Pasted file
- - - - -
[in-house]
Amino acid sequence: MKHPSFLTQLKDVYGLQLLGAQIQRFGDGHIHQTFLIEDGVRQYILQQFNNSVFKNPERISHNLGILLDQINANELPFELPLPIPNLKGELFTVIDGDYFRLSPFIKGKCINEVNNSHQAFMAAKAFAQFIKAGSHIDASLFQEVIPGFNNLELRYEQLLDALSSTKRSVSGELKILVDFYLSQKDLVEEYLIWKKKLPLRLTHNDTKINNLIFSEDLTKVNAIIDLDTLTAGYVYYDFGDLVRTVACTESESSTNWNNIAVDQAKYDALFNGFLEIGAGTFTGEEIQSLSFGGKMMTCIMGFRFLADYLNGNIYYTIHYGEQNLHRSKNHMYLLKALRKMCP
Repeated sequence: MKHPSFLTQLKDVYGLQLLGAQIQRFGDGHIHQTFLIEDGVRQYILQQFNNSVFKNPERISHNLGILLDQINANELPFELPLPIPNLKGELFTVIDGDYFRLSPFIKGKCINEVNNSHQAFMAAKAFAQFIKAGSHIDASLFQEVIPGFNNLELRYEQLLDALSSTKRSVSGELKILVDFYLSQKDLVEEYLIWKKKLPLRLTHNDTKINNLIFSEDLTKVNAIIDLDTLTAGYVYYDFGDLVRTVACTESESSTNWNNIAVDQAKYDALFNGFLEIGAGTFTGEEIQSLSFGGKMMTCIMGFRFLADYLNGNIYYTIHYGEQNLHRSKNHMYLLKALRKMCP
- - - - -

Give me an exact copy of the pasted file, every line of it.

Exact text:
[in-house]
Amino acid sequence: MKHPSFLTQLKDVYGLQLLGAQIQRFGDGHIHQTFLIEDGVRQYILQQFNNSVFKNPERISHNLGILLDQINANELPFELPLPIPNLKGELFTVIDGDYFRLSPFIKGKCINEVNNSHQAFMAAKAFAQFIKAGSHIDASLFQEVIPGFNNLELRYEQLLDALSSTKRSVSGELKILVDFYLSQKDLVEEYLIWKKKLPLRLTHNDTKINNLIFSEDLTKVNAIIDLDTLTAGYVYYDFGDLVRTVACTESESSTNWNNIAVDQAKYDALFNGFLEIGAGTFTGEEIQSLSFGGKMMTCIMGFRFLADYLNGNIYYTIHYGEQNLHRSKNHMYLLKALRKMCP
Repeated sequence: MKHPSFLTQLKDVYGLQLLGAQIQRFGDGHIHQTFLIEDGVRQYILQQFNNSVFKNPERISHNLGILLDQINANELPFELPLPIPNLKGELFTVIDGDYFRLSPFIKGKCINEVNNSHQAFMAAKAFAQFIKAGSHIDASLFQEVIPGFNNLELRYEQLLDALSSTKRSVSGELKILVDFYLSQKDLVEEYLIWKKKLPLRLTHNDTKINNLIFSEDLTKVNAIIDLDTLTAGYVYYDFGDLVRTVACTESESSTNWNNIAVDQAKYDALFNGFLEIGAGTFTGEEIQSLSFGGKMMTCIMGFRFLADYLNGNIYYTIHYGEQNLHRSKNHMYLLKALRKMCP